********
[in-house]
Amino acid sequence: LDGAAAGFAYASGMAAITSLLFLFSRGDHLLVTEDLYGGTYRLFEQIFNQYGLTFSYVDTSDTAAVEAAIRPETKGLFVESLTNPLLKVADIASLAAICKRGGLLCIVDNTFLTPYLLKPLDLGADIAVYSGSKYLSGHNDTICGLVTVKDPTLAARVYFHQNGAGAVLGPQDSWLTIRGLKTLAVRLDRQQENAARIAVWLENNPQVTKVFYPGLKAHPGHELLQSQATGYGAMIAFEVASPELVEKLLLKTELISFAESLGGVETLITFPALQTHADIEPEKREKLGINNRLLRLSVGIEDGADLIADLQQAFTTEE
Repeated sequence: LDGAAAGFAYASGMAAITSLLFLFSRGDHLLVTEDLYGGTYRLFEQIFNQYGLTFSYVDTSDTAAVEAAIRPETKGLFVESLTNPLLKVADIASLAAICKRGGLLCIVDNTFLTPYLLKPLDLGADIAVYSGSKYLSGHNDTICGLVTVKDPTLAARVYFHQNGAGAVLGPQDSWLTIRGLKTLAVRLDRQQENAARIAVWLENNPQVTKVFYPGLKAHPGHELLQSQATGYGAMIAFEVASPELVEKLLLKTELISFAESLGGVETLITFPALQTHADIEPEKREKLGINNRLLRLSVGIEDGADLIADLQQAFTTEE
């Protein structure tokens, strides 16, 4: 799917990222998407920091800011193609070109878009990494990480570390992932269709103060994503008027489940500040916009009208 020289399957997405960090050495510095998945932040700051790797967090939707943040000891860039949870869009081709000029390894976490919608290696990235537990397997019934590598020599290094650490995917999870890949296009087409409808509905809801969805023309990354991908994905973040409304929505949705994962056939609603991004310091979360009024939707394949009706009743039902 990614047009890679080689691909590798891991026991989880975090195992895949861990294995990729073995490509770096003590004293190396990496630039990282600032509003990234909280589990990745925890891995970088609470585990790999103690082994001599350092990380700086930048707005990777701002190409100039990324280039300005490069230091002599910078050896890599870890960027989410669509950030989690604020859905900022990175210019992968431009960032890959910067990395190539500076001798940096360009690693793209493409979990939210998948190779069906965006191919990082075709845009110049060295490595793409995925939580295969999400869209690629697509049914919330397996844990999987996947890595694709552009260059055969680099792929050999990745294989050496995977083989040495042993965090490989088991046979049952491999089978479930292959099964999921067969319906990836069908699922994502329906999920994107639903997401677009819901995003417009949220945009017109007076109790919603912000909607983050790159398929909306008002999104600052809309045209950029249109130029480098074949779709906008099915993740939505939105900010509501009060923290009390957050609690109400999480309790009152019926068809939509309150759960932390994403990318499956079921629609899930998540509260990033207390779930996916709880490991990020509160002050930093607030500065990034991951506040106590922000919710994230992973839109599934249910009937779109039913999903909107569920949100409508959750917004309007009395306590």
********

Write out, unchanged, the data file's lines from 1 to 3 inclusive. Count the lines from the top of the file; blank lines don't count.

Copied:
[in-house]
Amino acid sequence: LDGAAAGFAYASGMAAITSLLFLFSRGDHLLVTEDLYGGTYRLFEQIFNQYGLTFSYVDTSDTAAVEAAIRPETKGLFVESLTNPLLKVADIASLAAICKRGGLLCIVDNTFLTPYLLKPLDLGADIAVYSGSKYLSGHNDTICGLVTVKDPTLAARVYFHQNGAGAVLGPQDSWLTIRGLKTLAVRLDRQQENAARIAVWLENNPQVTKVFYPGLKAHPGHELLQSQATGYGAMIAFEVASPELVEKLLLKTELISFAESLGGVETLITFPALQTHADIEPEKREKLGINNRLLRLSVGIEDGADLIADLQQAFTTEE
Repeated sequence: LDGAAAGFAYASGMAAITSLLFLFSRGDHLLVTEDLYGGTYRLFEQIFNQYGLTFSYVDTSDTAAVEAAIRPETKGLFVESLTNPLLKVADIASLAAICKRGGLLCIVDNTFLTPYLLKPLDLGADIAVYSGSKYLSGHNDTICGLVTVKDPTLAARVYFHQNGAGAVLGPQDSWLTIRGLKTLAVRLDRQQENAARIAVWLENNPQVTKVFYPGLKAHPGHELLQSQATGYGAMIAFEVASPELVEKLLLKTELISFAESLGGVETLITFPALQTHADIEPEKREKLGINNRLLRLSVGIEDGADLIADLQQAFTTEE